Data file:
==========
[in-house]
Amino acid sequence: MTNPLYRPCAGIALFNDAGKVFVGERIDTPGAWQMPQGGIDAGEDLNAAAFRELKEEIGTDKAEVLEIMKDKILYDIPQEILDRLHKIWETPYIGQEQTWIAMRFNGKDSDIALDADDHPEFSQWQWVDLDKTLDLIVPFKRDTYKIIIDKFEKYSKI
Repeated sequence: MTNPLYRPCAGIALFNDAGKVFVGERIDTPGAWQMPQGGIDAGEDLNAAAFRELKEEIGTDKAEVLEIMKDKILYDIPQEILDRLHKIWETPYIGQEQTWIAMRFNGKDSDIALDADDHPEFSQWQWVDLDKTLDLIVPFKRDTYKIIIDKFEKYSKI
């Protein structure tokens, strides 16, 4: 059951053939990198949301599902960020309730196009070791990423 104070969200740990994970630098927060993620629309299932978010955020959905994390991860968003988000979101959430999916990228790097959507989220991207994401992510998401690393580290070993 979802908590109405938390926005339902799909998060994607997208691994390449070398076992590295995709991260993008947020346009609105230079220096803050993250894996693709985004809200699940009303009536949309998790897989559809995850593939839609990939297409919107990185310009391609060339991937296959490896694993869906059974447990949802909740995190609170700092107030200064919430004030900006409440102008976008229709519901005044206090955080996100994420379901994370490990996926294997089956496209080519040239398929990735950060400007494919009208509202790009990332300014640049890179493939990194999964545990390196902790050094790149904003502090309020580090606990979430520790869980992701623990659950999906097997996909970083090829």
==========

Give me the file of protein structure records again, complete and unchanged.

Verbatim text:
[in-house]
Amino acid sequence: MTNPLYRPCAGIALFNDAGKVFVGERIDTPGAWQMPQGGIDAGEDLNAAAFRELKEEIGTDKAEVLEIMKDKILYDIPQEILDRLHKIWETPYIGQEQTWIAMRFNGKDSDIALDADDHPEFSQWQWVDLDKTLDLIVPFKRDTYKIIIDKFEKYSKI
Repeated sequence: MTNPLYRPCAGIALFNDAGKVFVGERIDTPGAWQMPQGGIDAGEDLNAAAFRELKEEIGTDKAEVLEIMKDKILYDIPQEILDRLHKIWETPYIGQEQTWIAMRFNGKDSDIALDADDHPEFSQWQWVDLDKTLDLIVPFKRDTYKIIIDKFEKYSKI
């Protein structure tokens, strides 16, 4: 059951053939990198949301599902960020309730196009070791990423 104070969200740990994970630098927060993620629309299932978010955020959905994390991860968003988000979101959430999916990228790097959507989220991207994401992510998401690393580290070993 979802908590109405938390926005339902799909998060994607997208691994390449070398076992590295995709991260993008947020346009609105230079220096803050993250894996693709985004809200699940009303009536949309998790897989559809995850593939839609990939297409919107990185310009391609060339991937296959490896694993869906059974447990949802909740995190609170700092107030200064919430004030900006409440102008976008229709519901005044206090955080996100994420379901994370490990996926294997089956496209080519040239398929990735950060400007494919009208509202790009990332300014640049890179493939990194999964545990390196902790050094790149904003502090309020580090606990979430520790869980992701623990659950999906097997996909970083090829």